In this eye-opening account of his studies, ecologist Carl Safina suggests that animals have a much deeper sense of culture than we previously thought. By diving into the inner lives of three species — sperm whales, scarlet macaws and chimpanzees — and studying their intricate societies and traditions, Safina makes a compelling case for the intelligence and sophistication of these animals. “Becoming Wild” gives us a rare glimpse into the eyes of these incredible creatures and how they’re capable of far more than what we previously thought.
‘Are We Smart Enough to Know How Smart Animals Are?’
By Frans de Waal (W.W. Norton & Company)
Many pet owners will proudly tell you that their Fido or Mittens is one smart cookie. But breaking into the locked cabinet for treats doesn’t mean that animals are capable of human-level intelligence … right?
It turns out that many of the abilities that we associate with human intelligence can be found reflected in the wild. From using tools to solving complex logic puzzles, animals show a level of intellect that we previously haven’t given them credit for. In this New York Times bestseller, biologist and primatologist Frans de Waal delves deep into how little we’ve scratched the surface of animal intelligence. By discussing examples in a multitude of species — elephants, ravens, dolphins, octopi, wasps and chimps — de Waal challenges our previous conceptions of what animals are capable of. Readers will be swept away by this riveting and accessible dive into nature and the realization of how much they understand.
‘Your Pet, Your Pill: 101 Inspirational Stories About How Pets Lead You to a Happy, Healthy and Successful Life’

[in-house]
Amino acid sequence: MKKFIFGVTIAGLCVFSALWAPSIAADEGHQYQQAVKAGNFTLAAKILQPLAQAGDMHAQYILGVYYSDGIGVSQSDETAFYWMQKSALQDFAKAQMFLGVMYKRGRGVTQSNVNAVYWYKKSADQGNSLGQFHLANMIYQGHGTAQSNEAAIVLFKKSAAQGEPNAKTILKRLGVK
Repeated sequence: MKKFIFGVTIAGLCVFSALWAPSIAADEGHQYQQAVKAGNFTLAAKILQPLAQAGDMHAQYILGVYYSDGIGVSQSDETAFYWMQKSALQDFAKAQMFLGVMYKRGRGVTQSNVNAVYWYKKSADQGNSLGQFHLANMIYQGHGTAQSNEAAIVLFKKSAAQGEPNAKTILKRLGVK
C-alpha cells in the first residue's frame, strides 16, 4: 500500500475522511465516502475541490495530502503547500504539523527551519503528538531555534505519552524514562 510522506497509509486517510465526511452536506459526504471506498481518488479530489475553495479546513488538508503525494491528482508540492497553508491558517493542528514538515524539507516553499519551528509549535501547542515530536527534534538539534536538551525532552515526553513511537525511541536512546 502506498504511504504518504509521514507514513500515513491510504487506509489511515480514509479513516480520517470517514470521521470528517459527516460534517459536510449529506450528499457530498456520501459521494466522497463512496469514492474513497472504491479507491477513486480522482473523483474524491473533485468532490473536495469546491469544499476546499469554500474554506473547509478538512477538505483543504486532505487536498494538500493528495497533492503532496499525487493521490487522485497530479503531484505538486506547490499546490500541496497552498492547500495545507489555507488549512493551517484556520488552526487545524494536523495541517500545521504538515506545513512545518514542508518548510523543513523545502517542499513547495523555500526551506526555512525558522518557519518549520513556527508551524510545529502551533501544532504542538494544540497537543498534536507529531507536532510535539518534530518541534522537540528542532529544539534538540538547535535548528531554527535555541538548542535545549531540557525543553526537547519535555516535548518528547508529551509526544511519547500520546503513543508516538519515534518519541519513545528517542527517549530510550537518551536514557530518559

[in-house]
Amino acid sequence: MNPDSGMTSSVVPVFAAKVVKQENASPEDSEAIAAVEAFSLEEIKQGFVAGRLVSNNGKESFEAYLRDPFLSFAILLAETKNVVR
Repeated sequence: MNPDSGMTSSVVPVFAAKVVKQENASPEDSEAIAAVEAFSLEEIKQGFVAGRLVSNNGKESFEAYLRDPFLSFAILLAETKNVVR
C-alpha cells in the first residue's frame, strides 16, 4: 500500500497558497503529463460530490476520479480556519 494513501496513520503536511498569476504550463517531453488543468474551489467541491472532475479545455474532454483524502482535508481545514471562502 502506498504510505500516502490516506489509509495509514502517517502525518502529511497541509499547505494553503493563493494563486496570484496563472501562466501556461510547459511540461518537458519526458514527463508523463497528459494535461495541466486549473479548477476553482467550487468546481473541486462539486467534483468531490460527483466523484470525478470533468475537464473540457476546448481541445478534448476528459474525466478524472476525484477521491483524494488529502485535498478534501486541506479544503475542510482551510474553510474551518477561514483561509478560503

By Margit Gabriele Muller (HSH Press)
Animals can teach us far more than an understanding of their world — our beloved pets can also teach us more about ourselves. Lauded veterinarian Margit Gabriele Muller packs 101 incredible stories into this inspiring book. From a burn victim healing through her trauma thanks to her pet birds to a 7-year-old finding comfort in a three-legged dog that shares his own disability, every story pulls at the heart and drives home how much our pets can heal our souls.
With every tale, Muller brings her professional expertise as well as some personal anecdotes. She shares how her own elderly uncle was able to find new physical and mental strength thanks to his beloved dog. It seems that in pursuit of companionship, we often end up finding a pet that will rejuvenate and transform our lives. Pets have the talent not only to teach us about their needs and wants, but also teach us what we’re capable of.
‘Chimpanzee Culture Wars: Rethinking Human Nature alongside Japanese, European, and American Cultural Primatologists’
By Nicolas Langlitz (Princeton University Press)
In the 1950s, Japanese zoologists noticed that a group of macaques developed a new food-washing technique and spread the knowledge throughout their ranks. If these primates could communicate and teach this learned behavior through their group, scientists wondered: What does this mean for the previous notions of animals’ social intelligence?
Anthropologist Nicolas Langlitz guides the reader through the controversial theories that spouted from this discovery. Some cultural anthropologists began to theorize that chimpanzees — and other primates — are capable of culture, but this proposal clashed with evolutionary anthropologists. As different factions of scientists butted heads, more studies quickly followed. By comparing findings in Japan to the Ivory Coast, Guinea, Germany and North America, Langlitz outlines both sides of the argument and the evidence to back it up. If you’re looking for a riveting tale of scientific debate and drama, this book will captivate readers with its interpersonal conflicts and fascinating finds.
‘How to Be a Good Creature: A Memoir in Thirteen Animals’
By Sy Montgomery (Mariner Books)
In this New York Times bestselling memoir, naturalist and adventurer Sy Montgomery ruminates on the animal relationships throughout her life, from her own pets to the wildlife she’s studied around the world. She introduces us to pinktoe tarantulas, octopi and tigers — but also her pet pig Christopher Hogwood and other beloved companions. As she recalls these 13 animals — their triumphs, struggles and how they worked their way into her heart — she shows how friendship can transcend different species to create a truly memorable connection.